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[ROLLIN' ON THE RIVER] Canals, rivers linked to mental, social wellbeing

Spending time by canals and rivers is linked to feeling happy and healthy, a recent study shows. Researchers report that the combination of blue and green space with wildlife has a greater impact on wellbeing than spending time in an environment that is characterized by only green space.

The researchers used Urban Mind, a smartphone-based app, to collect real-time audits about participants’ location and mental wellbeing. Specifically, participants completed an ecological momentary assessment three times a day for 14 days. Each assessment included questions about their surrounding environment and mental wellbeing. A total of 7,975 assessments were completed by 299 participants, including 87 with a diagnosis of mental illness

Results showed positive associations between visits to canals and rivers and mental wellbeing, as well as a positive experience for feelings of safety and social inclusion relative to all other types of environments (such as indoors, or outside in an urban environment, or near green spaces). People also reported continued improvements in their mental wellbeing for up to 24 hours after the visit had taken place.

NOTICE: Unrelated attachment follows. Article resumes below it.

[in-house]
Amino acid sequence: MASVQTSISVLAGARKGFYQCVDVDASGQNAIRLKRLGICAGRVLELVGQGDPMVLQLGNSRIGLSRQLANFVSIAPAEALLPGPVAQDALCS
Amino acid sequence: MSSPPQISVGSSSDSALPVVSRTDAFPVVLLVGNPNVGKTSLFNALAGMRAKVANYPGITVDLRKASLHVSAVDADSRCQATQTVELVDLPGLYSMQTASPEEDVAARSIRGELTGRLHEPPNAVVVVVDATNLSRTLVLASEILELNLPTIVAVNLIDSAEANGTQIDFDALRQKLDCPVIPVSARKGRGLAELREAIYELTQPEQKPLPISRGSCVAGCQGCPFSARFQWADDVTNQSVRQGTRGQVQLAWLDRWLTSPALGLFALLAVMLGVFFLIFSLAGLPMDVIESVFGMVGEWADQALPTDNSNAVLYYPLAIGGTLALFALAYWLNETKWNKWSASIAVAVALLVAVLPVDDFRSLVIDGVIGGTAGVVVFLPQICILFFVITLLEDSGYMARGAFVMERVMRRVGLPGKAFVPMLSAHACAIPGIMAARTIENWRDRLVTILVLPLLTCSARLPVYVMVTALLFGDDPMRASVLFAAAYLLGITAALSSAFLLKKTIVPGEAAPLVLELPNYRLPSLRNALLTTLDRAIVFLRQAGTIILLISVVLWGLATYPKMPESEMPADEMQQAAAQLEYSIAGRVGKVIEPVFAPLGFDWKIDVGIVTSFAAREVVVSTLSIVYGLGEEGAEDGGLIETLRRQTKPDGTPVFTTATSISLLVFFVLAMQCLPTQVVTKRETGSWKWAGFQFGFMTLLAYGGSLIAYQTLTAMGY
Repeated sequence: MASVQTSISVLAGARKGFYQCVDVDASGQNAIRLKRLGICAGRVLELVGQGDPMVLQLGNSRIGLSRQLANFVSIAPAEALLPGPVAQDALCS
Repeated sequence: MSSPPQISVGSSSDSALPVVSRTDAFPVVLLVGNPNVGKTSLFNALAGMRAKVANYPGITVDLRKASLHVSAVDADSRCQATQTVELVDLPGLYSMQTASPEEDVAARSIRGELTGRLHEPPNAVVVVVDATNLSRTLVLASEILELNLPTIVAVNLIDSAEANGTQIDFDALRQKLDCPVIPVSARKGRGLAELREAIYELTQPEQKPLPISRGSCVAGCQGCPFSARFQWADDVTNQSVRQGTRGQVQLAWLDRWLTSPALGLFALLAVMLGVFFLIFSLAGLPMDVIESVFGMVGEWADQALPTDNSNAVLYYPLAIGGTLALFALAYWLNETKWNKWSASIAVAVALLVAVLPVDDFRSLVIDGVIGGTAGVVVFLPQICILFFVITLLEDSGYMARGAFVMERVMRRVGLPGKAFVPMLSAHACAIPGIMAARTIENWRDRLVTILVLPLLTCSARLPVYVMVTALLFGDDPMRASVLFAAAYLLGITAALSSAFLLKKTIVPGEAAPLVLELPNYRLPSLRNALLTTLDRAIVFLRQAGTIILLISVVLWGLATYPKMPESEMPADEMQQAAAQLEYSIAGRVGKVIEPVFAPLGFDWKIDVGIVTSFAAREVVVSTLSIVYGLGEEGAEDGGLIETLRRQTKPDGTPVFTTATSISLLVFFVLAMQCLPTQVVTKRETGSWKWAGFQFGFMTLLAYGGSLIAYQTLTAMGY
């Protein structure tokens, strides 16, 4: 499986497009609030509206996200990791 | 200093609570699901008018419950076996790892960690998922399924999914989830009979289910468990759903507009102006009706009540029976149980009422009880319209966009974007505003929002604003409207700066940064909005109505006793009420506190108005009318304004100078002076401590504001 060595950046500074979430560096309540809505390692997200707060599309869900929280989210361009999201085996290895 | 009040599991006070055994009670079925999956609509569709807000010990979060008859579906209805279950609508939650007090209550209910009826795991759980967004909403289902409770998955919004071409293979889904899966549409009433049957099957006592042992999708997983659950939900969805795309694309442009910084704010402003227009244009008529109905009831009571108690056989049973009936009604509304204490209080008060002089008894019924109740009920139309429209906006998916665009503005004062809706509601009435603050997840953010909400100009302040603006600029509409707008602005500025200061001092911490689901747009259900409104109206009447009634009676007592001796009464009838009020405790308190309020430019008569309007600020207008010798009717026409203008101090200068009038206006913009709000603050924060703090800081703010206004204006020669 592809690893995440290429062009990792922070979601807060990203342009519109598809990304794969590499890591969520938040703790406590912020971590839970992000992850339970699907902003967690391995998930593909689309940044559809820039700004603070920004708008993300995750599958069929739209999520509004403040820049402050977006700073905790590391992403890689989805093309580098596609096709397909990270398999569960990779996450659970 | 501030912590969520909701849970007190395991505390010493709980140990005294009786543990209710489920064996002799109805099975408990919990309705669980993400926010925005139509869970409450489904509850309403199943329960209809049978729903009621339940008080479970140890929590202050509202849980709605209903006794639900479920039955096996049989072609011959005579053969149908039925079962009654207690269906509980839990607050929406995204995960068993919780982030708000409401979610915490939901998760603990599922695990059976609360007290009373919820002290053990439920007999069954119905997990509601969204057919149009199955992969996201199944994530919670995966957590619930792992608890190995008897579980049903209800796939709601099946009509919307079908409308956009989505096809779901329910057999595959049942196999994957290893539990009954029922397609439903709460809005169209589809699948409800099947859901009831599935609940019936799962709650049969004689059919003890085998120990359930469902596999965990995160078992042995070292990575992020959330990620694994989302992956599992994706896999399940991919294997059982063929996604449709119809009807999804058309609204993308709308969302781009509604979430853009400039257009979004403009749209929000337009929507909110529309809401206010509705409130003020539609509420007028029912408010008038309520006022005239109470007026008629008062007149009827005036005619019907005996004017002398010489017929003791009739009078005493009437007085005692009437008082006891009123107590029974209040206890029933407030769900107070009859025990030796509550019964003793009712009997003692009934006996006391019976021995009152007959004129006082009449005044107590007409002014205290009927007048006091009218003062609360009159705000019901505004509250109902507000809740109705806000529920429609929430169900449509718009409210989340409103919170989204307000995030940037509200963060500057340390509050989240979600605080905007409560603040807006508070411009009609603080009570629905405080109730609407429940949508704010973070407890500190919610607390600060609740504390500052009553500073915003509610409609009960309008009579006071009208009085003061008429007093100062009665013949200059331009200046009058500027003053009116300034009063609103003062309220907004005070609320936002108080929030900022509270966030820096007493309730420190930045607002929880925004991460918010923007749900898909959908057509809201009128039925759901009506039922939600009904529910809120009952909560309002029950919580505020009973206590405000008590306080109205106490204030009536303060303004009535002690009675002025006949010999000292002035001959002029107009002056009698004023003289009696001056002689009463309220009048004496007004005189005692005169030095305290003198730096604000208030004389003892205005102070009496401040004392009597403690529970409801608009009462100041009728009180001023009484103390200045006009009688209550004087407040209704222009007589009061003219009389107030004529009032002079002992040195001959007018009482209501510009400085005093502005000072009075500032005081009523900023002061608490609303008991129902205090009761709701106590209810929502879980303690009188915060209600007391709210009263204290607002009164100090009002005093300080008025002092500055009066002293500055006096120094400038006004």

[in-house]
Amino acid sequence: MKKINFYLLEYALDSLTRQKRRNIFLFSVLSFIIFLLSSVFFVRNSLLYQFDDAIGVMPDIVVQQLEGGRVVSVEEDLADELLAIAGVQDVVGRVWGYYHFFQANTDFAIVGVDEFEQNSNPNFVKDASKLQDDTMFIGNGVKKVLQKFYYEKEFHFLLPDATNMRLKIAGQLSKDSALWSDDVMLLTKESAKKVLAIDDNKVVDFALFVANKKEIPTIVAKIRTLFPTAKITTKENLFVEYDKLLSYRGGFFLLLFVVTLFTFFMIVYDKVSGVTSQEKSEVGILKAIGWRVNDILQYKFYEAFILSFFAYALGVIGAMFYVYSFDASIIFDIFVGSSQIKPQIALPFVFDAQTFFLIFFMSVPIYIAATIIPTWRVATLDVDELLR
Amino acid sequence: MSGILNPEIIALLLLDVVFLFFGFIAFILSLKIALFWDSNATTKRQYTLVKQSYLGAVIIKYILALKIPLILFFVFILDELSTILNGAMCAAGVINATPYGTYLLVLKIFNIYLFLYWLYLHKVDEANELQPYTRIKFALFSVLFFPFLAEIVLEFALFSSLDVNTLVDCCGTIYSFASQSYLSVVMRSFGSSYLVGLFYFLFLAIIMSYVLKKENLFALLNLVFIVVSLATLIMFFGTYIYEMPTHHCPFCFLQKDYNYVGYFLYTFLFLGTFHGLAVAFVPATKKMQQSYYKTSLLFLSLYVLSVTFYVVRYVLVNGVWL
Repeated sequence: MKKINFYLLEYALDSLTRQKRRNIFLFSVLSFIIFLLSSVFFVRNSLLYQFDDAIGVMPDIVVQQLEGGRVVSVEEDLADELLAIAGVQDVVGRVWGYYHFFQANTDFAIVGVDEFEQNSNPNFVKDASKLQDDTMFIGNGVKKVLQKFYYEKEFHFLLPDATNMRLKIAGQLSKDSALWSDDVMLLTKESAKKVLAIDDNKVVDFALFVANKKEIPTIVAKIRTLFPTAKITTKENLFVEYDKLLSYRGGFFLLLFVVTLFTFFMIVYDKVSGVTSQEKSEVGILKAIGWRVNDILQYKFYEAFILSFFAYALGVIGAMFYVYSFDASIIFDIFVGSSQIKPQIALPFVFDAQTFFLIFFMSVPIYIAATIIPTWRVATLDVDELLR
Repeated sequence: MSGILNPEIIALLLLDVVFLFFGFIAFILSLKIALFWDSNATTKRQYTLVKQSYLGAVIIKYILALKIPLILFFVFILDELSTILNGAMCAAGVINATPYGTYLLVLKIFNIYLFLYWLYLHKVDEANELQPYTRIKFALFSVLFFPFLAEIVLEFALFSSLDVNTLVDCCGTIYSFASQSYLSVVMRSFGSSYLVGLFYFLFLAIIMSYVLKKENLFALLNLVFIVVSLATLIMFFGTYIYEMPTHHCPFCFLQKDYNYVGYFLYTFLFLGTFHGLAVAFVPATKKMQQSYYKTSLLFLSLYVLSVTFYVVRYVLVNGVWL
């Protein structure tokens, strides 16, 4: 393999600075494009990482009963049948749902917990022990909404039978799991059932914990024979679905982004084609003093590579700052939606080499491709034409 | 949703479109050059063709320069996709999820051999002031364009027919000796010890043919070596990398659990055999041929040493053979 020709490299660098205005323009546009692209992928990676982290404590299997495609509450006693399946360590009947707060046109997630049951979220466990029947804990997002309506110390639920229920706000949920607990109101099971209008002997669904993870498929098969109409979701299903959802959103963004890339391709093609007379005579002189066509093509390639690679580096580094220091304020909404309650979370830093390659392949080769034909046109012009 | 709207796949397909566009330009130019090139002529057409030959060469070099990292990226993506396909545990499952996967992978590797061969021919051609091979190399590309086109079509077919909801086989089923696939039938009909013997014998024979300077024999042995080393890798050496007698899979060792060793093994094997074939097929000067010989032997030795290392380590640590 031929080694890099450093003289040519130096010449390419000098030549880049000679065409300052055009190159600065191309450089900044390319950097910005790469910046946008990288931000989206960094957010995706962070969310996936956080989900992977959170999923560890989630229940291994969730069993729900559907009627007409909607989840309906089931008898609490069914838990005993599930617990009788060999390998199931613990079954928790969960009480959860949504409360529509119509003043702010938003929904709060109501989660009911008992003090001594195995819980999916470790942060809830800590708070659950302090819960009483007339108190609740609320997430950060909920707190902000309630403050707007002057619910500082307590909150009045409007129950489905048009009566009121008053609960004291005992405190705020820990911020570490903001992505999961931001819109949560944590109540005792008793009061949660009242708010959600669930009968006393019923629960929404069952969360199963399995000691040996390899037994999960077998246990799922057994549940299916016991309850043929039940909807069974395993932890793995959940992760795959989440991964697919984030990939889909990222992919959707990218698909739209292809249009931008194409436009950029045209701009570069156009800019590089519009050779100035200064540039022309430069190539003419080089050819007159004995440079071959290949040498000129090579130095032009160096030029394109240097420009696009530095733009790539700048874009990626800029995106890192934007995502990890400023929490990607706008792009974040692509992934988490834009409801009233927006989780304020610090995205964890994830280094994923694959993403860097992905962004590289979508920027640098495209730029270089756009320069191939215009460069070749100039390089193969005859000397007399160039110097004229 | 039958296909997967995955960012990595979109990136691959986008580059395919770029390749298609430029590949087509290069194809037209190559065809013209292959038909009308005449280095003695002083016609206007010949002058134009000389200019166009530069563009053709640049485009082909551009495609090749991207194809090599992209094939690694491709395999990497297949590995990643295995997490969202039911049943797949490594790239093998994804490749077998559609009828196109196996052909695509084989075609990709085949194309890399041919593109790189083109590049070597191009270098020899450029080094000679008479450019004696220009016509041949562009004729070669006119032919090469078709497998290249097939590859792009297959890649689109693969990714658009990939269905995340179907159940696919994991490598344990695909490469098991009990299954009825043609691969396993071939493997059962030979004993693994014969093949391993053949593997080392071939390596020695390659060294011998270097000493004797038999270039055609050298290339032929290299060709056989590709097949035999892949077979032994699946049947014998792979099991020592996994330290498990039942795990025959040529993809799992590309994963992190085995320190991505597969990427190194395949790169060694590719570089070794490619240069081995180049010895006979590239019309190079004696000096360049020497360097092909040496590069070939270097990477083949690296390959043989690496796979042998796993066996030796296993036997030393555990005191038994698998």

Andrea Mechelli, a professor of Early Intervention in Mental Health, King’s College London, commented: “Canals and rivers contain not only water but also an abundance of trees and plants, which means their capacity to improve mental wellbeing is likely to be due to the multiple benefits associated with both green and blue spaces. Canals and rivers also provide homes to a range of wildlife, and we know from other research that there is a positive association between encountering wildlife and mental wellbeing. Taken collectively, these findings provide an evidence base for what we thought about water and wellbeing and support the proposal that visits to canals and rivers could become part of social prescribing schemes, playing a role in supporting mental health.”

To read the study, “The mental health benefits of visiting canals and rivers: An ecological momentary assessment study,” click here

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